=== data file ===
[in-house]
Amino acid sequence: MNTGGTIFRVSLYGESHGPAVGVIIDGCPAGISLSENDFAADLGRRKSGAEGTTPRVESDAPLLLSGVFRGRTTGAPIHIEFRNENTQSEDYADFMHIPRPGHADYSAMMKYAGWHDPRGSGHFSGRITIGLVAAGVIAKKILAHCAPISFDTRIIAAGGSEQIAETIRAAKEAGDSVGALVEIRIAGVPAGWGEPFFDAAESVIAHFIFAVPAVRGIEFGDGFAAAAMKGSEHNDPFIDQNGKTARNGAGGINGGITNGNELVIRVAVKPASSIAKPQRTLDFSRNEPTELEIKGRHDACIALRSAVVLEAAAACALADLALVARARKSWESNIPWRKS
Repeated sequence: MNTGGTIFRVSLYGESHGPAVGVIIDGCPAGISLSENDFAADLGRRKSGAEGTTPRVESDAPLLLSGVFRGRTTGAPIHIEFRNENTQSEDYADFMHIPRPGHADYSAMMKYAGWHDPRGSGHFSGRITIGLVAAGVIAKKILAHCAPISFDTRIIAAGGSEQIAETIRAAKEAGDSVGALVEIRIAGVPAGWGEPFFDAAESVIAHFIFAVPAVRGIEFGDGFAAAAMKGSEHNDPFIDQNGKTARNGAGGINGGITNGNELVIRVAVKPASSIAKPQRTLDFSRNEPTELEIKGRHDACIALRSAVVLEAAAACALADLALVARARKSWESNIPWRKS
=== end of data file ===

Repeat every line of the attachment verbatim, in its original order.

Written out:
[in-house]
Amino acid sequence: MNTGGTIFRVSLYGESHGPAVGVIIDGCPAGISLSENDFAADLGRRKSGAEGTTPRVESDAPLLLSGVFRGRTTGAPIHIEFRNENTQSEDYADFMHIPRPGHADYSAMMKYAGWHDPRGSGHFSGRITIGLVAAGVIAKKILAHCAPISFDTRIIAAGGSEQIAETIRAAKEAGDSVGALVEIRIAGVPAGWGEPFFDAAESVIAHFIFAVPAVRGIEFGDGFAAAAMKGSEHNDPFIDQNGKTARNGAGGINGGITNGNELVIRVAVKPASSIAKPQRTLDFSRNEPTELEIKGRHDACIALRSAVVLEAAAACALADLALVARARKSWESNIPWRKS
Repeated sequence: MNTGGTIFRVSLYGESHGPAVGVIIDGCPAGISLSENDFAADLGRRKSGAEGTTPRVESDAPLLLSGVFRGRTTGAPIHIEFRNENTQSEDYADFMHIPRPGHADYSAMMKYAGWHDPRGSGHFSGRITIGLVAAGVIAKKILAHCAPISFDTRIIAAGGSEQIAETIRAAKEAGDSVGALVEIRIAGVPAGWGEPFFDAAESVIAHFIFAVPAVRGIEFGDGFAAAAMKGSEHNDPFIDQNGKTARNGAGGINGGITNGNELVIRVAVKPASSIAKPQRTLDFSRNEPTELEIKGRHDACIALRSAVVLEAAAACALADLALVARARKSWESNIPWRKS